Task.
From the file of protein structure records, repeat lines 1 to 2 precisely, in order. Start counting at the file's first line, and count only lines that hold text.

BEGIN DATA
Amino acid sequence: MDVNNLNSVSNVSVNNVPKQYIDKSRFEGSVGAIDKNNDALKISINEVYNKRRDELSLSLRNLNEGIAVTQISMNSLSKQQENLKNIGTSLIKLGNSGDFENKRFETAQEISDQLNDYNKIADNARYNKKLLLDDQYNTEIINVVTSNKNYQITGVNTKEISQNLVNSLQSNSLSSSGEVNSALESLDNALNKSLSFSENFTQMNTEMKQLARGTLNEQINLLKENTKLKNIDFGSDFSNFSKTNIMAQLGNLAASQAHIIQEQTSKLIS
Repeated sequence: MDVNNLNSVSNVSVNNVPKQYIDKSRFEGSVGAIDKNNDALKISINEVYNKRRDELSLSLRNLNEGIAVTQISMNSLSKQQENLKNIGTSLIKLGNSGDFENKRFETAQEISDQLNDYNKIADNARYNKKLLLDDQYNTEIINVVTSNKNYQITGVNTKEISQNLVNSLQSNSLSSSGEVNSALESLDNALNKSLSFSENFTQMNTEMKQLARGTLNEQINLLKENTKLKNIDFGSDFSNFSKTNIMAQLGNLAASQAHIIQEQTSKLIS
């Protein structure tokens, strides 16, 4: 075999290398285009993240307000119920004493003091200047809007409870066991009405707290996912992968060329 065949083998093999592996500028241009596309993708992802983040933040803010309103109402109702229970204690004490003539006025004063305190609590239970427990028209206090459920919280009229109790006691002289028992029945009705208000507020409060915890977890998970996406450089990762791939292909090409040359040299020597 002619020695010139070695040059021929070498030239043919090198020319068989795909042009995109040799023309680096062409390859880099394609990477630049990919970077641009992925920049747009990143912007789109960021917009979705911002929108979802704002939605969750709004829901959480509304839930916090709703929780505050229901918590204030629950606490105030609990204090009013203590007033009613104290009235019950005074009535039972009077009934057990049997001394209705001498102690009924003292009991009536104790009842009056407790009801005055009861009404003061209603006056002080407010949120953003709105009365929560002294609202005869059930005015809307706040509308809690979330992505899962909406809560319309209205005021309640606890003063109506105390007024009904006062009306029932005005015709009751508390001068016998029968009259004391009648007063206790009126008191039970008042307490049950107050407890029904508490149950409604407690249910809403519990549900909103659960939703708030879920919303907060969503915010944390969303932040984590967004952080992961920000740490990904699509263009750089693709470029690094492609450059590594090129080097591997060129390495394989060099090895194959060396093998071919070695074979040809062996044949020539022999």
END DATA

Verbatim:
Amino acid sequence: MDVNNLNSVSNVSVNNVPKQYIDKSRFEGSVGAIDKNNDALKISINEVYNKRRDELSLSLRNLNEGIAVTQISMNSLSKQQENLKNIGTSLIKLGNSGDFENKRFETAQEISDQLNDYNKIADNARYNKKLLLDDQYNTEIINVVTSNKNYQITGVNTKEISQNLVNSLQSNSLSSSGEVNSALESLDNALNKSLSFSENFTQMNTEMKQLARGTLNEQINLLKENTKLKNIDFGSDFSNFSKTNIMAQLGNLAASQAHIIQEQTSKLIS
Repeated sequence: MDVNNLNSVSNVSVNNVPKQYIDKSRFEGSVGAIDKNNDALKISINEVYNKRRDELSLSLRNLNEGIAVTQISMNSLSKQQENLKNIGTSLIKLGNSGDFENKRFETAQEISDQLNDYNKIADNARYNKKLLLDDQYNTEIINVVTSNKNYQITGVNTKEISQNLVNSLQSNSLSSSGEVNSALESLDNALNKSLSFSENFTQMNTEMKQLARGTLNEQINLLKENTKLKNIDFGSDFSNFSKTNIMAQLGNLAASQAHIIQEQTSKLIS